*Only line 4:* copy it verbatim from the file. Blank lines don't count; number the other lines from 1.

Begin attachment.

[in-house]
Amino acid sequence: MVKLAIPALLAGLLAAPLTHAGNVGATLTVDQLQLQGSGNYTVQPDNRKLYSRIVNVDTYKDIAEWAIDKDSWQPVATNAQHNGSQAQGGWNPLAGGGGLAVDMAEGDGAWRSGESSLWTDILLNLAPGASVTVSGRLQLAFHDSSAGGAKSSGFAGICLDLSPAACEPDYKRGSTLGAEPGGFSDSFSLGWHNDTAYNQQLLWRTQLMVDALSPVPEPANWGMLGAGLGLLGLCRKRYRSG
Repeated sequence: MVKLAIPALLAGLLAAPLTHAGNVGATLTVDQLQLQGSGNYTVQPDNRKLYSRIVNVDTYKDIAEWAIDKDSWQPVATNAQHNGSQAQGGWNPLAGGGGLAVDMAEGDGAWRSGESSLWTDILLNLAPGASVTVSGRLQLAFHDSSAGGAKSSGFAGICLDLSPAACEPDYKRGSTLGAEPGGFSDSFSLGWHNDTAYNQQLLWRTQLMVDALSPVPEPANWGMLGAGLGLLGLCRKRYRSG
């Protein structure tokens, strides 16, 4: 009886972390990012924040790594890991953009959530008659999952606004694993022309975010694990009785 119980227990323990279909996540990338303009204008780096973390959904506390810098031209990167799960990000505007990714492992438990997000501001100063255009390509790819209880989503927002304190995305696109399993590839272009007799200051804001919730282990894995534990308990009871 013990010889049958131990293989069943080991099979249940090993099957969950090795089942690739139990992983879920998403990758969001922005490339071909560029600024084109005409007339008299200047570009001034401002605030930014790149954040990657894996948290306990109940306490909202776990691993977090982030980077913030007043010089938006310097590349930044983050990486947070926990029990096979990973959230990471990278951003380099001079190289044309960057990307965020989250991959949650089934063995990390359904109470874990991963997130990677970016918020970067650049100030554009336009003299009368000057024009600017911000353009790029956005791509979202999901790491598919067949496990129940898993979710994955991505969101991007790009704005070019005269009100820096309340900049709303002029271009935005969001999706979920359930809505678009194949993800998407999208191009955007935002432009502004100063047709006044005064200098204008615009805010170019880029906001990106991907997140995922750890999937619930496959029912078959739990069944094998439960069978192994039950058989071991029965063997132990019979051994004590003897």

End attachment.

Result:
């Protein structure tokens, strides 16, 4: 009886972390990012924040790594890991953009959530008659999952606004694993022309975010694990009785 119980227990323990279909996540990338303009204008780096973390959904506390810098031209990167799960990000505007990714492992438990997000501001100063255009390509790819209880989503927002304190995305696109399993590839272009007799200051804001919730282990894995534990308990009871 013990010889049958131990293989069943080991099979249940090993099957969950090795089942690739139990992983879920998403990758969001922005490339071909560029600024084109005409007339008299200047570009001034401002605030930014790149954040990657894996948290306990109940306490909202776990691993977090982030980077913030007043010089938006310097590349930044983050990486947070926990029990096979990973959230990471990278951003380099001079190289044309960057990307965020989250991959949650089934063995990390359904109470874990991963997130990677970016918020970067650049100030554009336009003299009368000057024009600017911000353009790029956005791509979202999901790491598919067949496990129940898993979710994955991505969101991007790009704005070019005269009100820096309340900049709303002029271009935005969001999706979920359930809505678009194949993800998407999208191009955007935002432009502004100063047709006044005064200098204008615009805010170019880029906001990106991907997140995922750890999937619930496959029912078959739990069944094998439960069978192994039950058989071991029965063997132990019979051994004590003897």